Reasonable confidentiality measures 

posted on March 3, 2022

Reasonable confidentiality measures


In July, 2016, the Directive on the protection of trade secrets [1] (referred to below as "Trade Secrets Directive”) has become effective and was transposed into Austrian law by means of the amendment to the Act against Unfair Competition 2018 [Bundesgesetz gegen den unlauteren Wettbewerb – UWG] in Secs. 26a et seqq.

This protection regime for trade secrets provides proprietors of certain confidential information with a number of useful mechanisms for the prosecution and enforcement of rights – provided that a trade secret in the legal sense is concerned, namely information, which

  • is secret because it is not generally known or readily available to the people in those circles which usually deal with this type of information – neither in its entirety nor in the specific arrangement and composition of its parts, and
  • is of economic value because it is secret, and
  • is the subject of confidentiality measures, appropriate to the circumstances, carried out by the person holding the power of disposal over this information. [2]


At the beginning of last year, the Austrian Supreme Court discussed the criterion of "commercial value” and, in the decision dated January 26, 2021 [3], has denied the existence of a trade secret due to a lack of a corresponding value. [4] In the mentioned decision, the Austrian Supreme Court has additionally made statements on when information is assumed to be "confidential”.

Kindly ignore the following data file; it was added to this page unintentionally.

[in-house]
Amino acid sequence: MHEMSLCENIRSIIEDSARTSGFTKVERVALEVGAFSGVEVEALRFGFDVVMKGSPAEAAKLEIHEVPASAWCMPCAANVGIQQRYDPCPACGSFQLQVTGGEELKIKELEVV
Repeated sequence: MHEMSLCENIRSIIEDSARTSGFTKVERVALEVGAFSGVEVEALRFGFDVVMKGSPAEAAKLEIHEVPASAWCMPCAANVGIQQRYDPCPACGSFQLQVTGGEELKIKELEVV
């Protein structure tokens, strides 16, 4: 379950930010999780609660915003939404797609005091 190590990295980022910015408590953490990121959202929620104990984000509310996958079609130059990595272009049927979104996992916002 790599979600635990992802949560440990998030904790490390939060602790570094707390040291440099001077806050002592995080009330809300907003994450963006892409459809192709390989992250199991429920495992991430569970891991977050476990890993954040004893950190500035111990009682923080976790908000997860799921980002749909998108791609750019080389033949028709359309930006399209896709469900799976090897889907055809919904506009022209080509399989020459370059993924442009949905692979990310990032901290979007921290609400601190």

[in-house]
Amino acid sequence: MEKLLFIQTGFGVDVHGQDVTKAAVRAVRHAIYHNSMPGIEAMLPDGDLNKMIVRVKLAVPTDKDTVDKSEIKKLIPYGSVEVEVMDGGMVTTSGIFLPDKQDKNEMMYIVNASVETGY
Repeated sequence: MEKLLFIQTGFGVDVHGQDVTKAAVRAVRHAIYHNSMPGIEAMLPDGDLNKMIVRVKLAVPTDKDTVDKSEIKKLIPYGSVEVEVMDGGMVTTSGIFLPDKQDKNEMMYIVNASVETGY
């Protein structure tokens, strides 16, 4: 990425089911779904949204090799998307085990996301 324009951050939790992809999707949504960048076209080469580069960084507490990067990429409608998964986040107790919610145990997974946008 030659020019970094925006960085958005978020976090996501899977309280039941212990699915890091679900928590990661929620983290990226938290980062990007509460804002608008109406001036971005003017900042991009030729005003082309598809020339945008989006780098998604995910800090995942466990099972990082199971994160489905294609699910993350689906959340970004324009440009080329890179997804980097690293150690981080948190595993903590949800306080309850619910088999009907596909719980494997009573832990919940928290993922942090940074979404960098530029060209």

However, to date there is no case law established by the Supreme Court in Austria as to what "reasonable confidentiality measures” refers to specifically. As the establishment and maintenance of a suitable access control, however, is the fundamental condition for the protection of secrets, this objective criterion should in any case be attributed crucial importance if one is to draw on the tools for the prosecution and enforcement of laws provided by the Trade Secrets Directive. That is because even if only one of the three legal prerequisites mentioned above is absent and/or cancelled, the presence of a trade secret within the meaning of the Trade Secrets Directive and/or Secs. 26a et seqq. is to be denied.

In a decision issued prior to the effective date of the Trade Secrets Directive, the Austrian Supreme Court stated [5] that the password protection of a file may constitute a suitable measure. [6] The Austrian Supreme Court then unfortunately failed to use the legal matter 4 Ob 182/20y for addressing the question of the presence of reasonable protective measures, although the facts of the case would have absolutely had the potential for this: On the one hand, the defendant was not subjected to an explicit confidentiality obligation although, on the other hand, he had evidently kept a copy of the contested source code (despite the obligation to hand the same over). [7]